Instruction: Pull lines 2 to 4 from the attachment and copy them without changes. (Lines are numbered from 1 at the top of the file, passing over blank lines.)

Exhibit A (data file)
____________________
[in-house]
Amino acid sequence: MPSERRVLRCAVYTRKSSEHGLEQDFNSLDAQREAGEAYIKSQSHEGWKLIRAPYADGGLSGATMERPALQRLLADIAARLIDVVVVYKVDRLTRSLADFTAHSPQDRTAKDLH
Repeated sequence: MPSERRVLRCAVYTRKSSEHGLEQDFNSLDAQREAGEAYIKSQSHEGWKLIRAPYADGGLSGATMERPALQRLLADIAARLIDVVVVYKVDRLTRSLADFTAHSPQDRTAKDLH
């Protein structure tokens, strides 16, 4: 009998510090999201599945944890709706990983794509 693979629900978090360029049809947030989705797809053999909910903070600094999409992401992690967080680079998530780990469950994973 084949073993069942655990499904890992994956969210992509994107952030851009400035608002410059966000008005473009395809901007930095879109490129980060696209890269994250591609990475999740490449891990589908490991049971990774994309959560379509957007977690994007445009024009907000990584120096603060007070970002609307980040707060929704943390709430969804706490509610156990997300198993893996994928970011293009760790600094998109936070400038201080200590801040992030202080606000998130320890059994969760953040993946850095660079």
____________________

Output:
Amino acid sequence: MPSERRVLRCAVYTRKSSEHGLEQDFNSLDAQREAGEAYIKSQSHEGWKLIRAPYADGGLSGATMERPALQRLLADIAARLIDVVVVYKVDRLTRSLADFTAHSPQDRTAKDLH
Repeated sequence: MPSERRVLRCAVYTRKSSEHGLEQDFNSLDAQREAGEAYIKSQSHEGWKLIRAPYADGGLSGATMERPALQRLLADIAARLIDVVVVYKVDRLTRSLADFTAHSPQDRTAKDLH
């Protein structure tokens, strides 16, 4: 009998510090999201599945944890709706990983794509 693979629900978090360029049809947030989705797809053999909910903070600094999409992401992690967080680079998530780990469950994973 084949073993069942655990499904890992994956969210992509994107952030851009400035608002410059966000008005473009395809901007930095879109490129980060696209890269994250591609990475999740490449891990589908490991049971990774994309959560379509957007977690994007445009024009907000990584120096603060007070970002609307980040707060929704943390709430969804706490509610156990997300198993893996994928970011293009760790600094998109936070400038201080200590801040992030202080606000998130320890059994969760953040993946850095660079």